Ironically, the KMT would be attempting to sell a wholly “post-truth” narrative in making such claims. For one, the DPP is the political party which emerged from Taiwan’s democracy movement, while the KMT is the former authoritarian party. If the DPP’s “Green Terror” is really so much worse than the KMT-instituted “White Terror,” one wonders where the tens of thousands of executions carried out during the past three years of the Tsai administration are. Likewise, it was the DPP which historically pushed for the amendment of the Referendum Act, not the KMT. The KMT could have passed changes to the Referendum Act anytime it had wished during its many years in power, as called for by progressive civil society in Taiwan for many years, but the KMT now has jumped onboard with the use of the referendum as a means of attacking the pan-Green camp.

To this extent, events in Hong Kong have forced the KMT to rapidly backpedal on open advocacy of closer political and economic relations with China. The KMT has adopted the approach of attempting to insist that it has never advocated the institution of “One Country, Two Systems” in Taiwan when, in fact, once the initial wave of public outrage had died down regarding Xi’s January speech, KMT politicians such as Kaohsiung mayor Han Kuo-yu began to follow the outlines set out by Xi during the speech, which specified that China would continue to advocate for the unification of Taiwan and China on the basis of the formula of “One Country, Two Systems”. Han traveled to Hong Kong and to parts of China to ink trade agreements in April, advocated the establishment of free economic zones in Taiwan, and pushed for opening new maritime trade routes between Taiwan and China.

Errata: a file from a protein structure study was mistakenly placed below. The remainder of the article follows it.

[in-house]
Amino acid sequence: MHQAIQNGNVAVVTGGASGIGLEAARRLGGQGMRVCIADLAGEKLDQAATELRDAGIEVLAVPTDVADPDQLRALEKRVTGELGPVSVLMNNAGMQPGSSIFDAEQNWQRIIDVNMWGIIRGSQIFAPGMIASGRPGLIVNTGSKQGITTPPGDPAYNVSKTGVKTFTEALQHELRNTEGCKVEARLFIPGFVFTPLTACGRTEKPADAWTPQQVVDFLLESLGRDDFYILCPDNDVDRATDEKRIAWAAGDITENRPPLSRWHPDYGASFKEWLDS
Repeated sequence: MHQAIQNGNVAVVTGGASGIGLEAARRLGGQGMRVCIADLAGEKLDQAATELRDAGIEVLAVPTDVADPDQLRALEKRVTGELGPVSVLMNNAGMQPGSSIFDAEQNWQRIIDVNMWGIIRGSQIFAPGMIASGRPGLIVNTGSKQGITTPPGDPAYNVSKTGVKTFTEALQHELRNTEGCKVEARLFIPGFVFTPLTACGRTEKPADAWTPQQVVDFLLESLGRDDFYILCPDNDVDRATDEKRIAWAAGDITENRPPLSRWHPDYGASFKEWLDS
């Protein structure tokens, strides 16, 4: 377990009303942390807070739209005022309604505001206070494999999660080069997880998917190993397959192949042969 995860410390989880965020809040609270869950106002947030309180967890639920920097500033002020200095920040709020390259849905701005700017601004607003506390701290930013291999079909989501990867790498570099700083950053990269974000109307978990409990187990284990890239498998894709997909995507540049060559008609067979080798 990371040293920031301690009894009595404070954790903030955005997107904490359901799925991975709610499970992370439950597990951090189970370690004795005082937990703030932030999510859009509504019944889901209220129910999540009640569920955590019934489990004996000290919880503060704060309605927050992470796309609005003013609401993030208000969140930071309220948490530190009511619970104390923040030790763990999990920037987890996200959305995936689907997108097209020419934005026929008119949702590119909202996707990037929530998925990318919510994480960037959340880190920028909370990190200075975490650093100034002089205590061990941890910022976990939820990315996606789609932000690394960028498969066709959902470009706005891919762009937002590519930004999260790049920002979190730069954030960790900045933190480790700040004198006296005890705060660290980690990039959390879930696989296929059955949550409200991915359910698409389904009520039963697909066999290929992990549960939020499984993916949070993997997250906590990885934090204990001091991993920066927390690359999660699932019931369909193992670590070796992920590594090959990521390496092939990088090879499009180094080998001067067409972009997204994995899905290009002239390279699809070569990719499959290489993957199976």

But with a further wave of backlash against China due to protests in Hong Kong, the current claim by the KMT, then, is to try and claim that the KMT is the political party which claims a moderate path of trying to balance the United States and China off of one another. On the other hand, the KMT depicts the DPP as dangerously reliant on the US, and irrationally antagonistic toward China.

KMT 2020 presidential candidate Han Kuo-yu. Photo credit: Han Kuo-yu/Facebook

Han who has since become the KMT’s presidential candidate for 2020, for example, has claimed that “One Country, Two Systems” would only be instituted in Taiwan “over his dead body”, interestingly enough, referencing a famous quote from the 2014 Sunflower Movement in this statement, which broke out in opposition to a free trade agreement with China that the Ma administration was pushing for. This reference is a sign of how Han is trying to allay the accusation that he is too pro-China.

Ironically, if a Global Times editorial is to be seen as indicative of anything, China may actually be displeased with this flip-flop by Han. It should be clear that Han will go back to stumping for Beijing once events in Hong Kong are no longer so fresh in the news cycle, but Beijing may prefer ideological hardliners right now, whether in Hong Kong or Taiwan, with little consideration of the pragmatic electoral concerns for such politicians.

Yet more generally, it remains to be seen whether Taiwanese voters will be so gullible as to buy such claims by the KMT. Sometimes the memory of the public is all too short.